Women have  been gifted by God, privileged  to Experience  Jesus Christ   in a manner  different from the experience of  Men disciples.  In Early Christian times,  men and women were  not seen as equals.  Virginity or  Celibacy for the sake of the KINGDOM  was  seen  as a way for women to  become equal to men. 

26 Now, in Christ Jesus, all of you are sons and daughters of God through faith.
27 All of you who were given to Christ through baptism, have put on Christ.
28 Here there is no longer any difference between Jew or Greek, or between slave or freed, or between man and woman: but all of you are one in Christ Jesus.
[Galatians 3]

Hence the significance of  Virginity.

In today’s world  women  in most parts of the world and in the Church  - do not live  in the early Church patriarchal  times or mentality.  It  does not seem  advisable to recover such a mentality. Women have equality of dignity in God’s eyes.  And yet in most cultures  e.g. in Asia,   there is tradition of respect for elders. To respect ones father/ brother - is not seen as a dependence on men or limit to  freedom to live  with dignity as women.  The Family spirit is  the need of the hour in the Church. So the relationship between a consecrated virgin and [the ministry of ] bishop  focuses  more on the informal  Family relationship, irrespective of  whether it is  given the name of  father-daughter, brother-sister,  son-mother.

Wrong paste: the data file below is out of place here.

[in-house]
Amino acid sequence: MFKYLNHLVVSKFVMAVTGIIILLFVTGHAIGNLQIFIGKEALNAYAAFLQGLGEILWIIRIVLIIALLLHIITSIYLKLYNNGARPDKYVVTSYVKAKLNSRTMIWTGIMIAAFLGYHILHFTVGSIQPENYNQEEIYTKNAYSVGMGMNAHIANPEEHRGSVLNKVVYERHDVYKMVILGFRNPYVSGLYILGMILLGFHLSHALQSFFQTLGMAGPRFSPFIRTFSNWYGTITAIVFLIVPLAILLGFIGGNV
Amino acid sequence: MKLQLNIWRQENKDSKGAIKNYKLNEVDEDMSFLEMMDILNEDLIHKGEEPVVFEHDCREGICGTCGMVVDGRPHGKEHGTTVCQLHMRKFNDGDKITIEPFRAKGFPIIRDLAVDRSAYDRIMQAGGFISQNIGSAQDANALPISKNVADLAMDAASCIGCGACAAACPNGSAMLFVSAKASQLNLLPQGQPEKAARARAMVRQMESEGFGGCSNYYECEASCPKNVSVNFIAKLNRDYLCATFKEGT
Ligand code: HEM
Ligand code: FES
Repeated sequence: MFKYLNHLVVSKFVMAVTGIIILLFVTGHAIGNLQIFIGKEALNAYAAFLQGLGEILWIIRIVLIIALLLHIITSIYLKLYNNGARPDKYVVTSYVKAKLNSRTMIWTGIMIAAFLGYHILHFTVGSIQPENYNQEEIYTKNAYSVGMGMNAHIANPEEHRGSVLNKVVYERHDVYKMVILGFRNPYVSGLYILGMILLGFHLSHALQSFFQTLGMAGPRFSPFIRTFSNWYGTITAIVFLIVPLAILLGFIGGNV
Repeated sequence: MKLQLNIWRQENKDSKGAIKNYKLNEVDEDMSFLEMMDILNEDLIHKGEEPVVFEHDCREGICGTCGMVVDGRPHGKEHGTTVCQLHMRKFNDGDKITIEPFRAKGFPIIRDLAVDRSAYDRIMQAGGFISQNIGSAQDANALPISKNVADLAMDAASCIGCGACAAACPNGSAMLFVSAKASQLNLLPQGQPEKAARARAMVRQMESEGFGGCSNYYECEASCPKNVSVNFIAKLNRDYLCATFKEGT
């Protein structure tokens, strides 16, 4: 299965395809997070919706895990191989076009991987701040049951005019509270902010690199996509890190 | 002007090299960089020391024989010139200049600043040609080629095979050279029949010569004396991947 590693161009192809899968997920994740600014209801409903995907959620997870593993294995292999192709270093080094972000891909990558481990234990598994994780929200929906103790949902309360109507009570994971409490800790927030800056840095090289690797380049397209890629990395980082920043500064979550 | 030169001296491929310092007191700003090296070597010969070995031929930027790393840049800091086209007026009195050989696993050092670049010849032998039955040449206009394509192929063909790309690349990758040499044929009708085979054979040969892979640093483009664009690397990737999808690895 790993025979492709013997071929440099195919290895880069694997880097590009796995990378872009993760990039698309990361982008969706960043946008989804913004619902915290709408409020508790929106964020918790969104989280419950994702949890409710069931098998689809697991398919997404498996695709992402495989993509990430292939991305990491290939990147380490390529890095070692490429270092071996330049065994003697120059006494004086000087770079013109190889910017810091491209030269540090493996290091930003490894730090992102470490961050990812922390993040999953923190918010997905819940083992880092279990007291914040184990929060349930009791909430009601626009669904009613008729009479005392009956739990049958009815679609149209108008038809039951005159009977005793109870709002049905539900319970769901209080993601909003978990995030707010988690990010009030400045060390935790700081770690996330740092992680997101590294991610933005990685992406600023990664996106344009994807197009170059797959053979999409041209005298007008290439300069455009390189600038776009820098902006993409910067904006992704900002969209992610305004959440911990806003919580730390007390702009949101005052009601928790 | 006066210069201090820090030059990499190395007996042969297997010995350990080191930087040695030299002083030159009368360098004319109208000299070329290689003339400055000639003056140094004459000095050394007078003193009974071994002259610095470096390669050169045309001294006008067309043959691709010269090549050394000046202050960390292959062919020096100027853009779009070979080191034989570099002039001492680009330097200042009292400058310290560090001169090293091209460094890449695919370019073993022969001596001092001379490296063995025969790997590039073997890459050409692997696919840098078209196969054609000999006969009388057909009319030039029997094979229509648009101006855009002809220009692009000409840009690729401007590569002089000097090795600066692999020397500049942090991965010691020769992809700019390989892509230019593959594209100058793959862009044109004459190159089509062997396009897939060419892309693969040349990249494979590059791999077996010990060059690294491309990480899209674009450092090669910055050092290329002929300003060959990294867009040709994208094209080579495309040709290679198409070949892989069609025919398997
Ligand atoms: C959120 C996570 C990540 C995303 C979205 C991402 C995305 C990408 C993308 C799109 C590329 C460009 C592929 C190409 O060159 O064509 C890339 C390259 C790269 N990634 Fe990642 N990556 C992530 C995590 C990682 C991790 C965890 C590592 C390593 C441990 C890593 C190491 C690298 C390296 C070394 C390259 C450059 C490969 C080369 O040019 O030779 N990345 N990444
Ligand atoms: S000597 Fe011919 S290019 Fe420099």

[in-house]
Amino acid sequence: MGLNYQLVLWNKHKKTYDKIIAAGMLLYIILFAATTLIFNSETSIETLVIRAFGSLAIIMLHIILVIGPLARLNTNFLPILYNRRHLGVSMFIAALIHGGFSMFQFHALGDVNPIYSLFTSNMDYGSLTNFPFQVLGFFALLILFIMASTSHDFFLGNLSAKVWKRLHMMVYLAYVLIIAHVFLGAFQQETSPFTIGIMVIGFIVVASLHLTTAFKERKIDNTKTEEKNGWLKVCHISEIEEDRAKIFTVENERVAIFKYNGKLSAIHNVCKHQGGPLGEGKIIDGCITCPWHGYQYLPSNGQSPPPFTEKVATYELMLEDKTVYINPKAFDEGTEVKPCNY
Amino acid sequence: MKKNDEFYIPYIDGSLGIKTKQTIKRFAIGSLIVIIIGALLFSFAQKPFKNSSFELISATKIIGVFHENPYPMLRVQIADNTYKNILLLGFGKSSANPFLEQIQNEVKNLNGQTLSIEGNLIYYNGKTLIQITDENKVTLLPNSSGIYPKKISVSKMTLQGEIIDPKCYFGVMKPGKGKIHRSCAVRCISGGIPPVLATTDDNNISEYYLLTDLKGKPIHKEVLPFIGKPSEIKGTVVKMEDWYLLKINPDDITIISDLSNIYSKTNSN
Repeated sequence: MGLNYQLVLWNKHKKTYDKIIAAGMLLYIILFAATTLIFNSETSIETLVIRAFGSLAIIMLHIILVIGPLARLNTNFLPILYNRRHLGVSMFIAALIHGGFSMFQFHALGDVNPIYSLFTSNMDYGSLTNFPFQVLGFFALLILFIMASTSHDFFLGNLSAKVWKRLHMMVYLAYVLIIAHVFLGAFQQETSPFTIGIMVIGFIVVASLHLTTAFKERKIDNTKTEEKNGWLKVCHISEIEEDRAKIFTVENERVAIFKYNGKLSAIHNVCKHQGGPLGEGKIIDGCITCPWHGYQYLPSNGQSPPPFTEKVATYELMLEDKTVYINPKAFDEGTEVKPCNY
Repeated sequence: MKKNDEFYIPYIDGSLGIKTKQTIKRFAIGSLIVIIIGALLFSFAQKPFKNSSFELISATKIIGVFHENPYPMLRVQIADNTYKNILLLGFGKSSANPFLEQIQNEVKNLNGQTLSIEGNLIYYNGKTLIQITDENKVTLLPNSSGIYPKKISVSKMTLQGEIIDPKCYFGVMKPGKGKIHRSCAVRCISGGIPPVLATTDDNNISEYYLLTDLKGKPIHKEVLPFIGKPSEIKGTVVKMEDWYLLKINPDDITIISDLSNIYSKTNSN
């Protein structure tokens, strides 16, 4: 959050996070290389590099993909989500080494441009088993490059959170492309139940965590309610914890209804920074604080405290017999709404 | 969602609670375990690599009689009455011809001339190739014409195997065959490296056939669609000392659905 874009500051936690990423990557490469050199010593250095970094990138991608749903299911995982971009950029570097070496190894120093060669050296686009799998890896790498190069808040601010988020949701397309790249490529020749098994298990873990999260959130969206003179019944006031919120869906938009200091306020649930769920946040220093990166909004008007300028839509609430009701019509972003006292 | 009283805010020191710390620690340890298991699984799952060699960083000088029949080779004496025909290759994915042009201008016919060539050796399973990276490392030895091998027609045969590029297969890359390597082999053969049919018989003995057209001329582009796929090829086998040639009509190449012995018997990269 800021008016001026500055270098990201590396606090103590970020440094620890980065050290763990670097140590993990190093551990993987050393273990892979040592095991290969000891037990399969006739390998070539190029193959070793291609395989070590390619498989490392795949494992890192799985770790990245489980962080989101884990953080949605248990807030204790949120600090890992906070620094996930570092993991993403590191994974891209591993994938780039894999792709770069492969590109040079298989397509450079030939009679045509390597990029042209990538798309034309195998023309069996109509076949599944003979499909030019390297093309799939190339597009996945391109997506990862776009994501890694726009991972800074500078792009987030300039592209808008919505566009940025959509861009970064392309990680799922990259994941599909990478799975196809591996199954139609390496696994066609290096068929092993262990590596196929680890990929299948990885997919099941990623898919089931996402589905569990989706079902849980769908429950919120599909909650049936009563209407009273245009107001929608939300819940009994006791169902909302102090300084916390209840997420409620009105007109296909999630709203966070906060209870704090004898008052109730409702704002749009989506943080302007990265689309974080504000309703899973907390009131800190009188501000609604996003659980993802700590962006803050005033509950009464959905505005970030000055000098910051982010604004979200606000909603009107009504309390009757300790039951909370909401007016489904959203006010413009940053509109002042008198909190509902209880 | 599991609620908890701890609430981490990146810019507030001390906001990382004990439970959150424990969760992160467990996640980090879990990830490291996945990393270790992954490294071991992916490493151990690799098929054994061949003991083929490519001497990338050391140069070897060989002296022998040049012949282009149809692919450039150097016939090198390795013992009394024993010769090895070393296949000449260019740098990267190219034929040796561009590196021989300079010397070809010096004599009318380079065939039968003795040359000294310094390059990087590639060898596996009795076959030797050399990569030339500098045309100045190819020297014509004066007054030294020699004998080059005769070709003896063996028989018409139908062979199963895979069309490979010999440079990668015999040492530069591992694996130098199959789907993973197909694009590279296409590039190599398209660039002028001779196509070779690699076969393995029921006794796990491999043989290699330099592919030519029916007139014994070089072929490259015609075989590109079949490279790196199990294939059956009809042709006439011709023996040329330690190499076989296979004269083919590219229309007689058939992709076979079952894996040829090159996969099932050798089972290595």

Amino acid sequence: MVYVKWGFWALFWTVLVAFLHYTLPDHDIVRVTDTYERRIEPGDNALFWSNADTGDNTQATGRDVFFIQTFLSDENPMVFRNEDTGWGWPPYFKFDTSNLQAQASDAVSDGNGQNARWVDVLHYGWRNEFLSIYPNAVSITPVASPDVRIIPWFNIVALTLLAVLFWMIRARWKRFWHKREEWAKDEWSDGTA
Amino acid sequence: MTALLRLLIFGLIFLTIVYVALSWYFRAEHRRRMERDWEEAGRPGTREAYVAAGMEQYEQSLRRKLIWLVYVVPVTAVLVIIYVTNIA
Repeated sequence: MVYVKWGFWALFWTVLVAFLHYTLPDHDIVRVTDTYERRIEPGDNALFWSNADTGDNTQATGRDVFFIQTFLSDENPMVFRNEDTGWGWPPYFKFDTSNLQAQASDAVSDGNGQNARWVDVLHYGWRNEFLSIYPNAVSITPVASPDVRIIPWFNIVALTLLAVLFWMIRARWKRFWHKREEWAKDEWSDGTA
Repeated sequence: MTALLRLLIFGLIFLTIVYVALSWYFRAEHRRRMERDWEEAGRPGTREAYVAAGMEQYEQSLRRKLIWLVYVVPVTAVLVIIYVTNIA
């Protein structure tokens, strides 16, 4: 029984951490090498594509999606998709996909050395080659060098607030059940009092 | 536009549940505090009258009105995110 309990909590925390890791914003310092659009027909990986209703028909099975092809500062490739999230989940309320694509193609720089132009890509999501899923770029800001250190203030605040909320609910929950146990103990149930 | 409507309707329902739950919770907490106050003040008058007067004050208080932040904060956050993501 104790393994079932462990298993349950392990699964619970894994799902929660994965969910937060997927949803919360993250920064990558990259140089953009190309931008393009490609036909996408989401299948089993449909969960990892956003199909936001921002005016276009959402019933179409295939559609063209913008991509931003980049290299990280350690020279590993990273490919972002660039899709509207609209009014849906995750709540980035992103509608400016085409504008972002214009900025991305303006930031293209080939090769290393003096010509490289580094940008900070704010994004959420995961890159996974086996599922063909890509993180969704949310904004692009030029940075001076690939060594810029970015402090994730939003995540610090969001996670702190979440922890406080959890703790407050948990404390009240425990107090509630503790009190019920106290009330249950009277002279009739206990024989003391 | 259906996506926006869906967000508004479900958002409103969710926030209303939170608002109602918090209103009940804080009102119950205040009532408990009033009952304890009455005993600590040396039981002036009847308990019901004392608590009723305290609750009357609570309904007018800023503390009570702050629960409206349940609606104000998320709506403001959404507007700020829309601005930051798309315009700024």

In a  previous post  click here to read  I have written  how the  Spiritual relationship  between a  Consecrated virgin and the  Diocesan Bishop  can be  misinterpreted  by both.  How should  a consecrated virgin or bishop   prevent this ? The answer is in the Rite itself which clearly mentions this relationship  as that between a Spiritual Father and Daughter. It is similar to the relationship between  a  baptized  person with  godparents.